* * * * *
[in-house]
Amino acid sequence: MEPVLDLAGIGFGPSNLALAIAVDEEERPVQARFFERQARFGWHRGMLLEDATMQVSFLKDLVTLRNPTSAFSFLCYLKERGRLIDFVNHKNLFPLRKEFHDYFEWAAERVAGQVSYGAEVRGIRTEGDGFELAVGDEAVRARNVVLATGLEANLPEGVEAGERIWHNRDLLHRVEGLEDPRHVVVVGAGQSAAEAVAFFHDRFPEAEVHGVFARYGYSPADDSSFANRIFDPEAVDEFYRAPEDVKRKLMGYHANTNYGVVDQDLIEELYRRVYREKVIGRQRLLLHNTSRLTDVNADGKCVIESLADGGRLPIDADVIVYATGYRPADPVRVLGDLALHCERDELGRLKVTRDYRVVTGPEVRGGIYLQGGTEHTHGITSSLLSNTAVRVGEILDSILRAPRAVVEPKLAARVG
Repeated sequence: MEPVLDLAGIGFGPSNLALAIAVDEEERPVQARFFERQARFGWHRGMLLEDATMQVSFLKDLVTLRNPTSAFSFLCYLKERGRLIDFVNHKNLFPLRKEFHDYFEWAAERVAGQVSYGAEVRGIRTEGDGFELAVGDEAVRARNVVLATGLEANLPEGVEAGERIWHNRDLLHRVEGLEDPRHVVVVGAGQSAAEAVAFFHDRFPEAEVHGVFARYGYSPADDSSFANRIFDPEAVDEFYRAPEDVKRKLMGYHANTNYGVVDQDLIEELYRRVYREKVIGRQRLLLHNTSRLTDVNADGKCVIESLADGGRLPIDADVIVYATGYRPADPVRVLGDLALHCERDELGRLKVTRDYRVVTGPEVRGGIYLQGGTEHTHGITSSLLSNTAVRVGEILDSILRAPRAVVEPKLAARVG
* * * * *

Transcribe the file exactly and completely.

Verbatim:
[in-house]
Amino acid sequence: MEPVLDLAGIGFGPSNLALAIAVDEEERPVQARFFERQARFGWHRGMLLEDATMQVSFLKDLVTLRNPTSAFSFLCYLKERGRLIDFVNHKNLFPLRKEFHDYFEWAAERVAGQVSYGAEVRGIRTEGDGFELAVGDEAVRARNVVLATGLEANLPEGVEAGERIWHNRDLLHRVEGLEDPRHVVVVGAGQSAAEAVAFFHDRFPEAEVHGVFARYGYSPADDSSFANRIFDPEAVDEFYRAPEDVKRKLMGYHANTNYGVVDQDLIEELYRRVYREKVIGRQRLLLHNTSRLTDVNADGKCVIESLADGGRLPIDADVIVYATGYRPADPVRVLGDLALHCERDELGRLKVTRDYRVVTGPEVRGGIYLQGGTEHTHGITSSLLSNTAVRVGEILDSILRAPRAVVEPKLAARVG
Repeated sequence: MEPVLDLAGIGFGPSNLALAIAVDEEERPVQARFFERQARFGWHRGMLLEDATMQVSFLKDLVTLRNPTSAFSFLCYLKERGRLIDFVNHKNLFPLRKEFHDYFEWAAERVAGQVSYGAEVRGIRTEGDGFELAVGDEAVRARNVVLATGLEANLPEGVEAGERIWHNRDLLHRVEGLEDPRHVVVVGAGQSAAEAVAFFHDRFPEAEVHGVFARYGYSPADDSSFANRIFDPEAVDEFYRAPEDVKRKLMGYHANTNYGVVDQDLIEELYRRVYREKVIGRQRLLLHNTSRLTDVNADGKCVIESLADGGRLPIDADVIVYATGYRPADPVRVLGDLALHCERDELGRLKVTRDYRVVTGPEVRGGIYLQGGTEHTHGITSSLLSNTAVRVGEILDSILRAPRAVVEPKLAARVG